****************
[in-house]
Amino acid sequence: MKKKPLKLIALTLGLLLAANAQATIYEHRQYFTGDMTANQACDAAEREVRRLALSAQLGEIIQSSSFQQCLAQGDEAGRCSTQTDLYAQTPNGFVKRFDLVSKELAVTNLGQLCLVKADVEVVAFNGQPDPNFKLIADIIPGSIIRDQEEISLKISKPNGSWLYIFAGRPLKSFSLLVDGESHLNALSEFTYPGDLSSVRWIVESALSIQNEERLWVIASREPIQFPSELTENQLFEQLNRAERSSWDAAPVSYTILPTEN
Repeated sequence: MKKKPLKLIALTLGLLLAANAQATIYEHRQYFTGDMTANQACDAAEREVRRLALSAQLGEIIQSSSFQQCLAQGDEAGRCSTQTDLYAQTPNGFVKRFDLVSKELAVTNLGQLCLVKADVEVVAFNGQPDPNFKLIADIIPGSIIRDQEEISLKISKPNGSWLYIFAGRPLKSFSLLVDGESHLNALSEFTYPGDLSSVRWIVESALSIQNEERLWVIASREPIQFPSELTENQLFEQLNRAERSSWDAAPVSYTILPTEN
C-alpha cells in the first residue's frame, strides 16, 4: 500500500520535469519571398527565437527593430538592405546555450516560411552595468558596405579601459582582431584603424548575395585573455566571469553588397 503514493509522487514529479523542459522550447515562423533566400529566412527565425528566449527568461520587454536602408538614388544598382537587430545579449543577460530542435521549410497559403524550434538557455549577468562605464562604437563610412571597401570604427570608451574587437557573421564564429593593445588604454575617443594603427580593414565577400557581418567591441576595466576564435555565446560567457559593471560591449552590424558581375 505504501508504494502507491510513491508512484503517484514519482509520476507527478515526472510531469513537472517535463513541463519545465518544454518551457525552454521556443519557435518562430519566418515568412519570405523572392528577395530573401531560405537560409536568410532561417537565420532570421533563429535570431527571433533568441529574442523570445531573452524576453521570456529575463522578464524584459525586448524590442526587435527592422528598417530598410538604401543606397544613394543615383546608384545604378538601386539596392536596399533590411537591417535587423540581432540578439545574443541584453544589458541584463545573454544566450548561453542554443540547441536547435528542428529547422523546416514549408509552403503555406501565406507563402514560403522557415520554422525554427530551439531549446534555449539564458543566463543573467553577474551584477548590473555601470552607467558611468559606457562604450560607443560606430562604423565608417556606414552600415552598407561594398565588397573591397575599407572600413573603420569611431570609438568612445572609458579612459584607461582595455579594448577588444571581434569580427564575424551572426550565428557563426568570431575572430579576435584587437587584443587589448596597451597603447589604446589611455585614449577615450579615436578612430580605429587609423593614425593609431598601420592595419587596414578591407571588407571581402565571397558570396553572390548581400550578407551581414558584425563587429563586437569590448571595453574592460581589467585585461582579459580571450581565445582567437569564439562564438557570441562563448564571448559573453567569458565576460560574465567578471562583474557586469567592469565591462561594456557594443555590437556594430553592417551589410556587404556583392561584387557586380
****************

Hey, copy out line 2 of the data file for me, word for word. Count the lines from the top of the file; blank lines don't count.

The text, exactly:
Amino acid sequence: MKKKPLKLIALTLGLLLAANAQATIYEHRQYFTGDMTANQACDAAEREVRRLALSAQLGEIIQSSSFQQCLAQGDEAGRCSTQTDLYAQTPNGFVKRFDLVSKELAVTNLGQLCLVKADVEVVAFNGQPDPNFKLIADIIPGSIIRDQEEISLKISKPNGSWLYIFAGRPLKSFSLLVDGESHLNALSEFTYPGDLSSVRWIVESALSIQNEERLWVIASREPIQFPSELTENQLFEQLNRAERSSWDAAPVSYTILPTEN